It’s been years since we realized that becoming a writer is not about arriving someplace. We never stop becoming writers. We try our craft, inspiration, and imagination against those of our most admired models and masters, who will have done the same in their time.

Reflective Practice

Of course, charging ahead with planning, drafting, and revising pleases our enterprising spirits. However, looking back over the week is a professional habit that brings new levels of learning.

One Week at a Time

Taking a few moments once a week to set down the week’s learning, in anecdotal or even point form, goes a long way towards creating a solid platform for next week’s work.

I hope you’ll have another brilliant week in your writing career. Cheers Mel

Mel Anastasiou writes The Fairmount Manor Mysteries series, starring Mrs Stella Ryman, The Hertfordshire Pub Mysteries series, starring Spencer Stevens, and is Acquisitions Editor with Pulp Literature Press.

If you enjoy reading Mel Anastasiou’s writing tips, get her pocket-sized writing guide, The Writer’s Boon Companion: Thirty Days Towards an Extraordinary Volume, here.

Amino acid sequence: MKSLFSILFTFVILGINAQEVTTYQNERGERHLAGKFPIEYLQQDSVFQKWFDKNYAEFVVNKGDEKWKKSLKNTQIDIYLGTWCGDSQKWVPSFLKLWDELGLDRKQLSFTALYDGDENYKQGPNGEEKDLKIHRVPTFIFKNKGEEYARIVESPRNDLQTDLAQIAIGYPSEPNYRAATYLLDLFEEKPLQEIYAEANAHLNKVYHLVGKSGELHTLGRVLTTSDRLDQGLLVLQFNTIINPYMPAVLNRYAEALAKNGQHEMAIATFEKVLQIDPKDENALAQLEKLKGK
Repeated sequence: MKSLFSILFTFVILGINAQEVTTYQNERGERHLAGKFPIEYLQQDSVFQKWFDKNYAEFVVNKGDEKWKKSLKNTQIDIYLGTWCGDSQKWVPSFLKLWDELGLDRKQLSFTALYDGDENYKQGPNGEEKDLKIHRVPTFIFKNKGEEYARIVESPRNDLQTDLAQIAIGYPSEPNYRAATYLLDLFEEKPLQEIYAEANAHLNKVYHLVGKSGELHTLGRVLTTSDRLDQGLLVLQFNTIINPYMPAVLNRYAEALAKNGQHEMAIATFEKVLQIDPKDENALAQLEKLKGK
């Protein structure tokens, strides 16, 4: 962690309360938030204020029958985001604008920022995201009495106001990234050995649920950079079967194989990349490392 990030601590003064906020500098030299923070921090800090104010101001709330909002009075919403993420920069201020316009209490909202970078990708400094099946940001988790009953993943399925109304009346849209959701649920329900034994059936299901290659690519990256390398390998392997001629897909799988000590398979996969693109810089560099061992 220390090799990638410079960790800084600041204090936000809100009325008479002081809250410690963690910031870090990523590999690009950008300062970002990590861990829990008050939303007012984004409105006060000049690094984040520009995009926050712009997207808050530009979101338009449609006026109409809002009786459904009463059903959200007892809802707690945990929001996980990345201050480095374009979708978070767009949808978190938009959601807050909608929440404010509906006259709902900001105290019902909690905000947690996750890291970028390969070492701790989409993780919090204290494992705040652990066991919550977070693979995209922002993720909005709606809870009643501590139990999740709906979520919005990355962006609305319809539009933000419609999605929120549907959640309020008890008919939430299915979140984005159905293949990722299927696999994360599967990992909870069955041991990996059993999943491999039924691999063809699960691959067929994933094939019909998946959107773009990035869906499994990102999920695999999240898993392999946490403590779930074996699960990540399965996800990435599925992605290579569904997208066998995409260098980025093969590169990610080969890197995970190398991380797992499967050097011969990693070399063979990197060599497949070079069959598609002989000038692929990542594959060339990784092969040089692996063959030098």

Motivates, organizes, encourages, inspires.

 

Coming soon from Pulp Literature Press: The Writer’s Friend and Confidante, a 30 day guide to narrative progress, written and illustrated by Mel Anastasiou.

Everything Changes in Publishing. Thank Goodness.

Everything changes in this world of writing and publishing.  The truth remains: there’s never been a better time to write and publish.  We’re told the opposite, of course. However, if you drive your time machine back thirty years or eighty years, you’ll hear the same old discouraging comments.  I’m convinced that could one accompany Louisa May Alcott to her first interviews with publishers, we’d hear them say that it’s all much harder now than it used to be.

Changes Past